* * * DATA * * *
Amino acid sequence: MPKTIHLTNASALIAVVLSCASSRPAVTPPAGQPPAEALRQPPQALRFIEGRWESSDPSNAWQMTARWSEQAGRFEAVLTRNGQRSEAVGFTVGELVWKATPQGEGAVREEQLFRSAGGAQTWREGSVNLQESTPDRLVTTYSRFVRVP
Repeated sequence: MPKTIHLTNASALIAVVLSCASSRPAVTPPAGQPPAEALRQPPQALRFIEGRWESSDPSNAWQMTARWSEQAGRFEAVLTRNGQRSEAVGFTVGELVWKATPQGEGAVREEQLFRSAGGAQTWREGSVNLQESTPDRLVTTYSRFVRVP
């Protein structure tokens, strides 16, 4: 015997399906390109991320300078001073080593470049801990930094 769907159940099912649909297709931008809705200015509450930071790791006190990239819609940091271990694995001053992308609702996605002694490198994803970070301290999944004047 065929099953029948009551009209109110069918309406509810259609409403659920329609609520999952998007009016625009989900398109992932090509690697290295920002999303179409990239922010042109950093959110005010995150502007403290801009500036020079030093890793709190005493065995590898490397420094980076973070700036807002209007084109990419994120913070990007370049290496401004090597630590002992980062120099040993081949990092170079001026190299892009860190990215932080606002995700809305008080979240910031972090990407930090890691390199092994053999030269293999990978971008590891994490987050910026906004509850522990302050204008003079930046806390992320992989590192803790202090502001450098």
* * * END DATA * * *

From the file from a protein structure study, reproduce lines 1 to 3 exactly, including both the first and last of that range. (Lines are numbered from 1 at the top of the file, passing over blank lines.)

Amino acid sequence: MPKTIHLTNASALIAVVLSCASSRPAVTPPAGQPPAEALRQPPQALRFIEGRWESSDPSNAWQMTARWSEQAGRFEAVLTRNGQRSEAVGFTVGELVWKATPQGEGAVREEQLFRSAGGAQTWREGSVNLQESTPDRLVTTYSRFVRVP
Repeated sequence: MPKTIHLTNASALIAVVLSCASSRPAVTPPAGQPPAEALRQPPQALRFIEGRWESSDPSNAWQMTARWSEQAGRFEAVLTRNGQRSEAVGFTVGELVWKATPQGEGAVREEQLFRSAGGAQTWREGSVNLQESTPDRLVTTYSRFVRVP
């Protein structure tokens, strides 16, 4: 015997399906390109991320300078001073080593470049801990930094 769907159940099912649909297709931008809705200015509450930071790791006190990239819609940091271990694995001053992308609702996605002694490198994803970070301290999944004047 065929099953029948009551009209109110069918309406509810259609409403659920329609609520999952998007009016625009989900398109992932090509690697290295920002999303179409990239922010042109950093959110005010995150502007403290801009500036020079030093890793709190005493065995590898490397420094980076973070700036807002209007084109990419994120913070990007370049290496401004090597630590002992980062120099040993081949990092170079001026190299892009860190990215932080606002995700809305008080979240910031972090990407930090890691390199092994053999030269293999990978971008590891994490987050910026906004509850522990302050204008003079930046806390992320992989590192803790202090502001450098």